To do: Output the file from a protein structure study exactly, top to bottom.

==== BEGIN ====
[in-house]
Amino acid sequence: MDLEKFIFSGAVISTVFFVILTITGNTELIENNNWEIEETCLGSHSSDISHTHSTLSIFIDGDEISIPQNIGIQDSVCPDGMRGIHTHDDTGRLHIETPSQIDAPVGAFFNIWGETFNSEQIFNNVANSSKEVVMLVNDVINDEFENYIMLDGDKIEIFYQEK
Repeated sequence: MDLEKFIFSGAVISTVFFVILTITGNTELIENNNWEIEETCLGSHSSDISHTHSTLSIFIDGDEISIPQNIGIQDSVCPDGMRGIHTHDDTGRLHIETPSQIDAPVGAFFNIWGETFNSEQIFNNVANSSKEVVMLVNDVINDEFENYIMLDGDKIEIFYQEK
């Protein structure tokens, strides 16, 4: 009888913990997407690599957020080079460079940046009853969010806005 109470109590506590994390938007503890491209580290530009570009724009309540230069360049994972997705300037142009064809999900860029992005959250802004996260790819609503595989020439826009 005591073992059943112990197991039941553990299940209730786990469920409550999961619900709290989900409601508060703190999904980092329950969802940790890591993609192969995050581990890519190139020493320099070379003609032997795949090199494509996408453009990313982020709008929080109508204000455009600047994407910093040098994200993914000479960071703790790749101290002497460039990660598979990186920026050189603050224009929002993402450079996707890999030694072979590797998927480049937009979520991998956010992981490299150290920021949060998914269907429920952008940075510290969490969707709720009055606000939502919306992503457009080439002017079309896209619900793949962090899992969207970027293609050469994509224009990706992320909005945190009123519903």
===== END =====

[in-house]
Amino acid sequence: MDLEKFIFSGAVISTVFFVILTITGNTELIENNNWEIEETCLGSHSSDISHTHSTLSIFIDGDEISIPQNIGIQDSVCPDGMRGIHTHDDTGRLHIETPSQIDAPVGAFFNIWGETFNSEQIFNNVANSSKEVVMLVNDVINDEFENYIMLDGDKIEIFYQEK
Repeated sequence: MDLEKFIFSGAVISTVFFVILTITGNTELIENNNWEIEETCLGSHSSDISHTHSTLSIFIDGDEISIPQNIGIQDSVCPDGMRGIHTHDDTGRLHIETPSQIDAPVGAFFNIWGETFNSEQIFNNVANSSKEVVMLVNDVINDEFENYIMLDGDKIEIFYQEK
């Protein structure tokens, strides 16, 4: 009888913990997407690599957020080079460079940046009853969010806005 109470109590506590994390938007503890491209580290530009570009724009309540230069360049994972997705300037142009064809999900860029992005959250802004996260790819609503595989020439826009 005591073992059943112990197991039941553990299940209730786990469920409550999961619900709290989900409601508060703190999904980092329950969802940790890591993609192969995050581990890519190139020493320099070379003609032997795949090199494509996408453009990313982020709008929080109508204000455009600047994407910093040098994200993914000479960071703790790749101290002497460039990660598979990186920026050189603050224009929002993402450079996707890999030694072979590797998927480049937009979520991998956010992981490299150290920021949060998914269907429920952008940075510290969490969707709720009055606000939502919306992503457009080439002017079309896209619900793949962090899992969207970027293609050469994509224009990706992320909005945190009123519903």